Winter housing for cattle: health and safety considerations for farmers

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As we approach the colder winter months, many farmers will be preparing to move livestock indoors. Charlie Neale, Associate Director and Farm Vet at Shepton Vets, and Naomi Clements, Cornish Mutual Claims Technician, share some best practice advice on moving and housing livestock.

There are key times in the farming calendar when workers come into close contact with cattle and other animals.  During the autumn and early winter, many animals are moved indoors and each year, Cornish Mutual handles claims relating to injuries caused by livestock, many of which occur while animals are being moved.

Here are some reminders of steps that farmers can take to make the process of moving and housing animals safer for both workers and livestock.

  1. Use the right equipment and handlers to move livestock

Good quality handling equipment and alert, experienced handlers are the non-negotiables. If you have these, even the most temperamental livestock can be handled and moved in an efficient and safe manner.

The most frequent livestock-related claims at Cornish Mutual are the result of injuries, such as torn ligaments or broken bones, sustained when workers are attempting to move animals. These incidents can occur when, for example, an animal kicks or a worker’s hand is crushed between a cow and a wall. As well as being distressing in themselves, employee accidents can result in farmers facing employer liability claims.

Poor quality handling equipment is one of the most common causes of injury on farms that Shepton Vets sees. A prime example is when an animal applies pressure to a gate tied with bale string, the string snaps and the gate swings at high speed towards the person who is standing at the other side.

  1. Ensure housing is well maintained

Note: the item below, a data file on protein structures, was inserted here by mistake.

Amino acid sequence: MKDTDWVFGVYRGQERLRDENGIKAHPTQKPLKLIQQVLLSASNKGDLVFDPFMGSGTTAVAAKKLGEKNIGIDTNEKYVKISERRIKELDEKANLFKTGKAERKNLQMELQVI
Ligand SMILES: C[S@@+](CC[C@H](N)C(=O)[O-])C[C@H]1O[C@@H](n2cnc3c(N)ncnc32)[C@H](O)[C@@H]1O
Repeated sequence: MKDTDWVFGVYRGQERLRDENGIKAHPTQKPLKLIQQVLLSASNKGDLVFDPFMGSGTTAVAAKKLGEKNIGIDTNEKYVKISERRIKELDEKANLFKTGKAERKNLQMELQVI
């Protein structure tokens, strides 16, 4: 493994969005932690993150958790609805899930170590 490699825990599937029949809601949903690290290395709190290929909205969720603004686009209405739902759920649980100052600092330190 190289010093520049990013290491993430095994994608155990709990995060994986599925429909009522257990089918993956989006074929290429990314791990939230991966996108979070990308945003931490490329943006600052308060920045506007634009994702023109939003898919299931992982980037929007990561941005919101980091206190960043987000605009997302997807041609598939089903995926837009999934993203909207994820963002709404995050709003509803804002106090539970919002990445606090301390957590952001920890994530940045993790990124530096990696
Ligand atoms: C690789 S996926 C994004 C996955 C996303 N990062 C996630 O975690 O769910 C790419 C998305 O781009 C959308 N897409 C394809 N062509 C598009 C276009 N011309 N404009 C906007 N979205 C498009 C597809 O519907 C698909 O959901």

Once cattle are housed they should be safe from the elements. However, poorly maintained yards and sheds can be more dangerous than remaining outside.

Shepton Vets advises farmers to ensure roofs and gutters are clean, free of debris and in a good state of repair. Any electrics in the sheds should be well protected from the elements. Yards should be well grooved, with effective drainage. Contingency plans, such as having road salt available for significant ice or snowfall in yards and spare roofing sheets (particularly Perspex, which is prone to cracking in cold weather or in hail storms) are advisable. Having easy access to gutters and electrics within sheds will help ensure farmers are prepared to deal with any unexpected weather events.

By far the most common issue Shepton Vets sees when animals are housed for winter is pneumonia, and youngstock are especially vulnerable. Ensuring the shed allows good ventilation is the key to prevention. Other steps, such as vaccination against pneumonia, bedding choice and cleaning-out policies can also help.

For more guidelines on livestock housing, AHDB, Teagsc and CowSignals provide some excellent resources.

  1. Carry out health checks and ensure treatments are up to date

If testing indicates that worming and fluke treatment is needed, shortly after housing is an optimal time. This is because re-infection after treatment is unlikely to occur since animals will no longer be grazing the area that they are also defecating on.

This can also be a good time to administer other treatments, such as vaccinations, since animals are already being handled.

The most basic health check which can be carried out as animals are housed is mobility scoring (checking for lameness) and body condition scoring (checking weight). This should be done with all animals, regardless of species or breed. Further checks can be completed if equipment and expertise allow. These include blood sampling for trace elements, weighing using livestock scales and pregnancy diagnosis.

Lameness is more prevalent in housed cattle, so this is also something to be aware of over the winter. Preventative footbathing for digital dermatitis is well advised, and monitoring feet for signs of lameness or overgrowth and trimming as necessary, will also help prevent more serious issues.

  1. Prepare animals for a change in diet

The winter months can be a challenging and stressful time for stock in terms of metabolism. Often, they are moving from fairly poor quality autumn grazed forage to some of the highest starch and protein feed that they’ll eat all year.

Technically, the housed diet will provide more nutrients, but it is often poorer for rumen health. Transitioning ruminants between diets is key, whether this is from grazing to housing or between different housed rations. It is advisable to start feeding some of the housed ration to animals outside, three weeks prior to them coming in. This allows the rumen to start adapting to the new ration.

As with any activity on the farm, taking time to plan and carrying out regular risk assessments on any livestock handling activities will ensure a successful transition, less stress for the animals, and reduce the risk of injuries to both livestock and those working with them.